1.6 million grebes and counting
by Sean Boyd
The Canadian Wildlife Service and Simon Fraser University have been studying the breeding biology of the Eared Grebe, Podiceps nigricolis, at Riske Creek (near Williams Lake), British Columbia, for the last 10-12 years. Work by Dr. Joseph Jehl Jr. suggested that up to three quarters of a million Eared Grebes staged and molted on Mono Lake each fall. In an attempt to determine to what extent our grebes used Mono Lake, I marked birds with radio transmitters at Riske Creek in the summers of 1995 and 1996 and found that about 50% of these marked birds were on Mono Lake each fall.
While tracking birds at Mono Lake, I noticed that the grebes were easy to photograph from a small aircraft. So, I developed a cost-effective protocol to estimate total abundance; this involves flying east-west transects across the lake at about 1200 ft above the lake and taking vertical photos every 10 seconds. The protocol results in a good estimate of abundance with little error.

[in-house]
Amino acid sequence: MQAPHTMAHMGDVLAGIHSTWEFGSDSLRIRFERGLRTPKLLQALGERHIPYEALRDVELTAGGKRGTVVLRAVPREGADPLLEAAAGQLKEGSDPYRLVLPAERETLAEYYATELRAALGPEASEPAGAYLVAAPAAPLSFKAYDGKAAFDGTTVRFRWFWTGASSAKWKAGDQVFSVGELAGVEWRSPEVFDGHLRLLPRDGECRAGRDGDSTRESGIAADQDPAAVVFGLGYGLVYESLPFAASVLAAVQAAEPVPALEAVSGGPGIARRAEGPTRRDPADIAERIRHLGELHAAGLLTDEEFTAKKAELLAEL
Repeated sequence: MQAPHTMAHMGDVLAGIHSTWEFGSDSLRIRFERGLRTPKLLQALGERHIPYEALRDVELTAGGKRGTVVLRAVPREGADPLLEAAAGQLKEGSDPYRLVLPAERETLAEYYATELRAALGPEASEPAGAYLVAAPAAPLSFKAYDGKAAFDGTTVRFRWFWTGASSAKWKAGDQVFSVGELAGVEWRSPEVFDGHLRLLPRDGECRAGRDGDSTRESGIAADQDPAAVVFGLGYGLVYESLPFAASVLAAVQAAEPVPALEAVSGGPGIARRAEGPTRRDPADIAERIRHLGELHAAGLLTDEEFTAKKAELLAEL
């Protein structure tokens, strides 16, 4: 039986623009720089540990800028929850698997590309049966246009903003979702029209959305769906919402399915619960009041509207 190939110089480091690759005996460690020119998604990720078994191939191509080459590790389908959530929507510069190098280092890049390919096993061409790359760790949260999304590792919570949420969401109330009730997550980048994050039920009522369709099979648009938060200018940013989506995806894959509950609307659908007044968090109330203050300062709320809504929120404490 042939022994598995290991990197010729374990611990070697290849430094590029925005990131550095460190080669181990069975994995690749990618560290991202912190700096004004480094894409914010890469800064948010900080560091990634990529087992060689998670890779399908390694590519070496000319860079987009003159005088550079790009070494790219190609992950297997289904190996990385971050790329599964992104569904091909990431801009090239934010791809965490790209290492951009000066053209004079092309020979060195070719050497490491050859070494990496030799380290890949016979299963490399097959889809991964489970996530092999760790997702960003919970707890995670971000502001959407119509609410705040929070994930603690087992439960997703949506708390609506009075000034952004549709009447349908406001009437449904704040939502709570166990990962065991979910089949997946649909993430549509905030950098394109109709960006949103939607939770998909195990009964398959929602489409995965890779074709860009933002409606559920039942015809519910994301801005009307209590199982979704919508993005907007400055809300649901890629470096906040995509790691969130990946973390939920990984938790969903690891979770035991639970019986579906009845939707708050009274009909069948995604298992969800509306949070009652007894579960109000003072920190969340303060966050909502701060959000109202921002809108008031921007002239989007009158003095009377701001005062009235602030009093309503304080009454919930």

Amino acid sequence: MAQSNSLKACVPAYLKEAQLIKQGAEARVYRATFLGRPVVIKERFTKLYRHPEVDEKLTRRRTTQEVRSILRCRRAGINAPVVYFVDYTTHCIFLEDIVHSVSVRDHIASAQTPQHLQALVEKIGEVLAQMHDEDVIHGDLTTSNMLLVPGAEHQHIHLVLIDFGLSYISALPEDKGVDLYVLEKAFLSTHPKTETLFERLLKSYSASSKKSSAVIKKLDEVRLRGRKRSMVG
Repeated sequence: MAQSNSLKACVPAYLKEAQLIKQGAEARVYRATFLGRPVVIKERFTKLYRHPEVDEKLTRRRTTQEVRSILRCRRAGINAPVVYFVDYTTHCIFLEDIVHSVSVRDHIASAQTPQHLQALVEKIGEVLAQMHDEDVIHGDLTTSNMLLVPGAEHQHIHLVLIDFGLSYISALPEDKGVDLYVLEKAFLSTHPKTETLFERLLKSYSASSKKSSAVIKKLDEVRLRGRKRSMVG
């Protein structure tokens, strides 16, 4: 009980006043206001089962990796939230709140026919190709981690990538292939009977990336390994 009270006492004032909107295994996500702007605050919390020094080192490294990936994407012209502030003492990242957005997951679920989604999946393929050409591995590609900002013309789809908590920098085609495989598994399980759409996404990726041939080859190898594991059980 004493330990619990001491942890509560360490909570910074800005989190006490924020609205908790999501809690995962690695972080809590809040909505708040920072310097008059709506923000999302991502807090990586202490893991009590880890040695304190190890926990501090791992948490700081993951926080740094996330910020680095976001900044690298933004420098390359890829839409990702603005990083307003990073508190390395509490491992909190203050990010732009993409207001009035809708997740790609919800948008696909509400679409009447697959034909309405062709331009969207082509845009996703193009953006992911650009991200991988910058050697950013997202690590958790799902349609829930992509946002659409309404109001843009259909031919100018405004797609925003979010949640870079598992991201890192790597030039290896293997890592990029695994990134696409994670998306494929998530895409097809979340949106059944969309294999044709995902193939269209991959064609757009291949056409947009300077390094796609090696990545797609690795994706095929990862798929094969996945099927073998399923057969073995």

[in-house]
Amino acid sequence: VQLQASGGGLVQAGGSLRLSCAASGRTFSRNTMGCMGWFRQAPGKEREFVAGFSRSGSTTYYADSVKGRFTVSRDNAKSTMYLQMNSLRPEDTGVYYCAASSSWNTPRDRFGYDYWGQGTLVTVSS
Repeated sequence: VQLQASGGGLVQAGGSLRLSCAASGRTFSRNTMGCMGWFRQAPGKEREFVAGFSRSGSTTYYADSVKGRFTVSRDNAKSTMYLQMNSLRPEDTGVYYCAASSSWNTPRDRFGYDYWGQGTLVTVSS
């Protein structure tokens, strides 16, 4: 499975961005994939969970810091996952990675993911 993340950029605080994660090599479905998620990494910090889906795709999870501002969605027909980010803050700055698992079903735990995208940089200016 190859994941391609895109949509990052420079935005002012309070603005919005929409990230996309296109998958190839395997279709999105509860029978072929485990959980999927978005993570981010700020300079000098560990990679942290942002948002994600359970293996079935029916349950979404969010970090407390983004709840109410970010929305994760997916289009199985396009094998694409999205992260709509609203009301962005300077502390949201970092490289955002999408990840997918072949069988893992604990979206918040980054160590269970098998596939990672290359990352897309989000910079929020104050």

I have conducted photo surveys in conjunction with Dr. Jehl every October since 1996. The number of Eared Grebes on the surface has varied from 0.8 million to 1.6 million birds. Data from radio-marked birds suggested that the birds spend about 15-20% of their time foraging under water in October so total abundance on Mono Lake has varied between 1-2 million birds. We estimate that Mono Lake and Great Salt Lake together support more than 90% of all North American grebes in fall. A large die-off of grebes apparently occurred in Mexico during the winter of 1998, and our counts at Mono Lake (and Great Salt Lake) may reflect this die-off. Hence, consistent counts at Mono Lake may be a good way to track the health of a large proportion of the North American population of Eared Grebes.
Sean Boyd works out of the Pacific Wildlife Research Centre in British Columbia with the Canadian Wildlife Service.